October 3rd, 2023
By: Madison Cobb, DNP, FNP-C, endocrinology nurse practitioner
As we enter the holiday season, we celebrate a time of tradition. Many of which may revolve around food. Some may celebrate with pumpkin pie, and others spend time making cookies with Santa. Whatever the tradition may be, there is a common conception that holidays can change normal eating habits.
Those diagnosed with diabetes, both Type 1 and Type 2, should be especially mindful of what they eat around this time of year. This is because their bodies process insulin improperly.
People diagnosed with Type 1 diabetes have a pancreas that doesn’t produce insulin, causing blood sugar levels to rise.
If someone has Type 2 diabetes, they are insulin resistant, meaning when their blood sugar rises the body creates a lot of insulin; however, it is not as effective as it should be to lower blood sugar levels. Over time, this can result in inadequate insulin secretion from the pancreas.
During the holidays, people with either Type 1 or Type 2 diabetes should be conscientious of their eating habits to manage their blood sugar levels. Here are a few tips to help do so:
Tip #1: Have a plan going into the holidays so you feel prepared.
Tip #2: Try to stick to a regular eating schedule on the holidays similar to how you would on a normal day to keep your blood sugar levels stable.
Tip #3: Try to eat slower and be strategic on how you eat. Start with proteins and vegetables on your plate so that by the time you get to the carbohydrates you will begin to feel fuller and therefore consume less.
Tip #4: Avoid skipping meals to "save up" for later. This may cause you to overeat which can make the blood sugar levels more difficult to control later.
Tip #5: Watch your carbohydrate intake. Try to include more vegetables on your plate. If you know you will want a sweet treat following the meal, limit your carbohydrates, like bread or potatoes, during the meal.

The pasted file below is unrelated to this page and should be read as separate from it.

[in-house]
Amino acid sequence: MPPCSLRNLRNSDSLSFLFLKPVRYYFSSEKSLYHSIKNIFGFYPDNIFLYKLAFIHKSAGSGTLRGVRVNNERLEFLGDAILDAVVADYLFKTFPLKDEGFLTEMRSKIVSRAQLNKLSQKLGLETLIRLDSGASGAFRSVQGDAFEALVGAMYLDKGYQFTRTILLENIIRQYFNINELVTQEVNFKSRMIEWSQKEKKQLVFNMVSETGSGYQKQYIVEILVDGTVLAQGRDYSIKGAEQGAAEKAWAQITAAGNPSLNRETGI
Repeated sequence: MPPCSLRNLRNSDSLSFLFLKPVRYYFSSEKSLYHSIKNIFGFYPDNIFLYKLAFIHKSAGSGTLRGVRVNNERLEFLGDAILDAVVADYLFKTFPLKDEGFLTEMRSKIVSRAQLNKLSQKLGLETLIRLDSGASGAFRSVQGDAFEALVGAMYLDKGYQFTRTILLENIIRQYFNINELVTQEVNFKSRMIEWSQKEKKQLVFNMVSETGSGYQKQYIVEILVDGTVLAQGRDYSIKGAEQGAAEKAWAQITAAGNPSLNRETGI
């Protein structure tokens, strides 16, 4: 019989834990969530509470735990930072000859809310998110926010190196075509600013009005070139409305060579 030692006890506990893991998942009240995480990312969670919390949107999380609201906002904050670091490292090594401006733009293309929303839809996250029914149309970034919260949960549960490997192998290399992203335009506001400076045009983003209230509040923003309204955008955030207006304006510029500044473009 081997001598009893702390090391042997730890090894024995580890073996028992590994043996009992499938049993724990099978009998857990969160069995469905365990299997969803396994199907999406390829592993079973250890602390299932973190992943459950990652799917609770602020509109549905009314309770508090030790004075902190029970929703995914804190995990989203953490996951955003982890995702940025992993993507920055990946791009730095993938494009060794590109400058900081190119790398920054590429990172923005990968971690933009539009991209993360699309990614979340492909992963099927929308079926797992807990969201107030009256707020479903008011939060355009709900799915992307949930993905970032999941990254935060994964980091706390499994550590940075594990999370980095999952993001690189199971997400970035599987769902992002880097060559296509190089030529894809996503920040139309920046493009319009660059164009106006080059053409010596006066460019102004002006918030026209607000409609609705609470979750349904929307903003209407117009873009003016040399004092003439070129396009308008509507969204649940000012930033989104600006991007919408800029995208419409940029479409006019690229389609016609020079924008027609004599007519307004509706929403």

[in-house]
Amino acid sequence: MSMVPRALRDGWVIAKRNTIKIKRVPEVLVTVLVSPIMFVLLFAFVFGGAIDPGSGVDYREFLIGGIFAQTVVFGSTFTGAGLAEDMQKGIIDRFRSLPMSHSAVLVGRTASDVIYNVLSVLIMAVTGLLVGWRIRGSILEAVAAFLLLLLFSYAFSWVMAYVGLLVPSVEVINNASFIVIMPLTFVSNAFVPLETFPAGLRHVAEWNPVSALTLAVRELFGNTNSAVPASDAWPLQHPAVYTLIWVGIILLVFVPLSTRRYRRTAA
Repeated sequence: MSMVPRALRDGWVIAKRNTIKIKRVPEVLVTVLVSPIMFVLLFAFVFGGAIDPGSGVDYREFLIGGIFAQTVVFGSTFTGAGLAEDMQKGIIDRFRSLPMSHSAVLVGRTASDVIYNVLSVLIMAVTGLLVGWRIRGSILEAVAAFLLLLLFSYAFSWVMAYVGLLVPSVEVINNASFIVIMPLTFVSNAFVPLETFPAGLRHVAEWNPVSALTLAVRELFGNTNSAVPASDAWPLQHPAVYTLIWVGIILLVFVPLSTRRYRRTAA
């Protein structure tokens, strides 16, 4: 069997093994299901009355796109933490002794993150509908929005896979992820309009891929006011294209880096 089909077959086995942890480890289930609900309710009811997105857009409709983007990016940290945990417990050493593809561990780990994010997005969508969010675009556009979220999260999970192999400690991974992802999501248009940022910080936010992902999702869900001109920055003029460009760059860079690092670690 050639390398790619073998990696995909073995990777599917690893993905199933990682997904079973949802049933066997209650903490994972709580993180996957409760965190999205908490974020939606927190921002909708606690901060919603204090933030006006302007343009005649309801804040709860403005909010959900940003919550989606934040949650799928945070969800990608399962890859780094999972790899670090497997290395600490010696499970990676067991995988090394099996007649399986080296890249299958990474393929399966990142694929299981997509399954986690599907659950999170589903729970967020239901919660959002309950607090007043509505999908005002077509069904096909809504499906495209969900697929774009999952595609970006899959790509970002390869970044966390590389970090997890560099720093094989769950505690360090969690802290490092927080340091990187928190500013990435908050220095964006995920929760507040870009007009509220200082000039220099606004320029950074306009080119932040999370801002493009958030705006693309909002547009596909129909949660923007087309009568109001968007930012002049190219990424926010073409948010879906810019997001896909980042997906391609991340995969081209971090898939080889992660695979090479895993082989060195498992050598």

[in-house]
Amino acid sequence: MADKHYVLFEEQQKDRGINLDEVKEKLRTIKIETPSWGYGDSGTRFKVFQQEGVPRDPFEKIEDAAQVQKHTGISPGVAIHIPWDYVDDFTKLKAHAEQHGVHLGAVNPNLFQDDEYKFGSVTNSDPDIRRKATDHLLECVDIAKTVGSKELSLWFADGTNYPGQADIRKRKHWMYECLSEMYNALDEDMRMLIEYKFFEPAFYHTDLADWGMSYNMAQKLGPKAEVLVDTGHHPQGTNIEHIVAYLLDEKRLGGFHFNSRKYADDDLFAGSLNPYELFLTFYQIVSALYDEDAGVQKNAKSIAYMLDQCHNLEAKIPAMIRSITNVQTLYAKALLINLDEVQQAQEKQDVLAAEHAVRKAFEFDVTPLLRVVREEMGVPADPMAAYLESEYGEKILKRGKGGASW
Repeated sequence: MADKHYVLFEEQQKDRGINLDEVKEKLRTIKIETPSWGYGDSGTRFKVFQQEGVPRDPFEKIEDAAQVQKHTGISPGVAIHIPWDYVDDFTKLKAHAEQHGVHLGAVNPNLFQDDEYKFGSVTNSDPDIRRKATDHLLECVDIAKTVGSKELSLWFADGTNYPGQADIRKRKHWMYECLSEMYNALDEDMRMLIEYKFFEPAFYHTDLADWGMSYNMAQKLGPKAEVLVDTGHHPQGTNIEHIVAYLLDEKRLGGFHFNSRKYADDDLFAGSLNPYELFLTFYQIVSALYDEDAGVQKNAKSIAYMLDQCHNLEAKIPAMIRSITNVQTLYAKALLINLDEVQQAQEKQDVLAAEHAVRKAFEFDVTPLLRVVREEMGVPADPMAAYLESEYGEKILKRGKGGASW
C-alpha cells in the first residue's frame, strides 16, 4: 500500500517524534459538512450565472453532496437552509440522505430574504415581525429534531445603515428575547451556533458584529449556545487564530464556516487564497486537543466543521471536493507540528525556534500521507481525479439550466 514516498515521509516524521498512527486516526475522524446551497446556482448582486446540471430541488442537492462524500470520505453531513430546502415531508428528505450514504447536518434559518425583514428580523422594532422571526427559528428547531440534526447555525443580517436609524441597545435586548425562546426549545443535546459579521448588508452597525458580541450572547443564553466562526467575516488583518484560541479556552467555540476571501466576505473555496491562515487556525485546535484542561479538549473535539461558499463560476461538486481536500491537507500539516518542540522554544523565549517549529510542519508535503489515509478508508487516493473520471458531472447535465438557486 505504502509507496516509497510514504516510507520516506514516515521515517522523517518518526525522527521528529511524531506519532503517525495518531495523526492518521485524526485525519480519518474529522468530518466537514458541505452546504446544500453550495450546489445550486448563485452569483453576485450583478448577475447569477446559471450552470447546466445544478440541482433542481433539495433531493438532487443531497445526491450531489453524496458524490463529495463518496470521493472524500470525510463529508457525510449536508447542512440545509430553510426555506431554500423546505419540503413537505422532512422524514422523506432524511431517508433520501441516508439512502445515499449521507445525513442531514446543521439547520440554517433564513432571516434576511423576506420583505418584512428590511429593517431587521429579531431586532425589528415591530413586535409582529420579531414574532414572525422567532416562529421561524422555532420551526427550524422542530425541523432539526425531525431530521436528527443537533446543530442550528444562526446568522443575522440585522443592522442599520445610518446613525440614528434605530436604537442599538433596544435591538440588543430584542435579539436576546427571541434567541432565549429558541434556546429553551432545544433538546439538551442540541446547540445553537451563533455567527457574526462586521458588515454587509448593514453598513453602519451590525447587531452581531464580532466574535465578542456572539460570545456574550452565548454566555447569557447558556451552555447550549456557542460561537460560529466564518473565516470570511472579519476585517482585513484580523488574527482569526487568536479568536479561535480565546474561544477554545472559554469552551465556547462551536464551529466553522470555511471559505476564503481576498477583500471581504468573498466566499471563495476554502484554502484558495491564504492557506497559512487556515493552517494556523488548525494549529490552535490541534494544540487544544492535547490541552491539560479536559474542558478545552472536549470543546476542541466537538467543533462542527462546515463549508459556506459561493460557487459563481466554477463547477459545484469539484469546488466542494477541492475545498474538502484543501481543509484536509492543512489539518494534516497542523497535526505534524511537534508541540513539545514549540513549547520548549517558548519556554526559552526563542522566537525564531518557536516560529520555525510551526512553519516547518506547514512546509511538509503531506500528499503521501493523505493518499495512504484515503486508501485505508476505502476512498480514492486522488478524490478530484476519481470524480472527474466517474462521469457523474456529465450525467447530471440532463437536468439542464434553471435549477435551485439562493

Tip #6: Forgive yourself for mistakes. It is important that you get back on track as quickly as possible when slip-ups happen. This can only be accomplished if you do not judge yourself harshly when mistakes occur.
If someone with Type 1 or Type 2 diabetes chooses to forgo their routine during the holidays, the consequences could be life-threatening. When a diabetic has unbalanced insulin levels, it can lead to profound hyperglycemia. Symptoms of this can include tiredness, blurred vision, increased thirst, dry mouth, and frequent urination.
Hyperglycemia can lead to other serious complications such as diabetic ketoacidosis or DKA. DKA happens when the body does not have enough insulin to allow the blood sugar to enter the cells of your body which is required for the most basic functions of your organs. This is considered a medical emergency.
Before entering the holiday season, people with diabetes should talk with their healthcare provider to answer any questions they may have about taking part in their favorite holiday eating traditions and curate a plan to ensure they do so safely.
Madison Cobb, DNP, FNP-C, is an endocrinology nurse practitioner at Pinehurst Medical Clinic Endocrinology – Sanford & Fayetteville.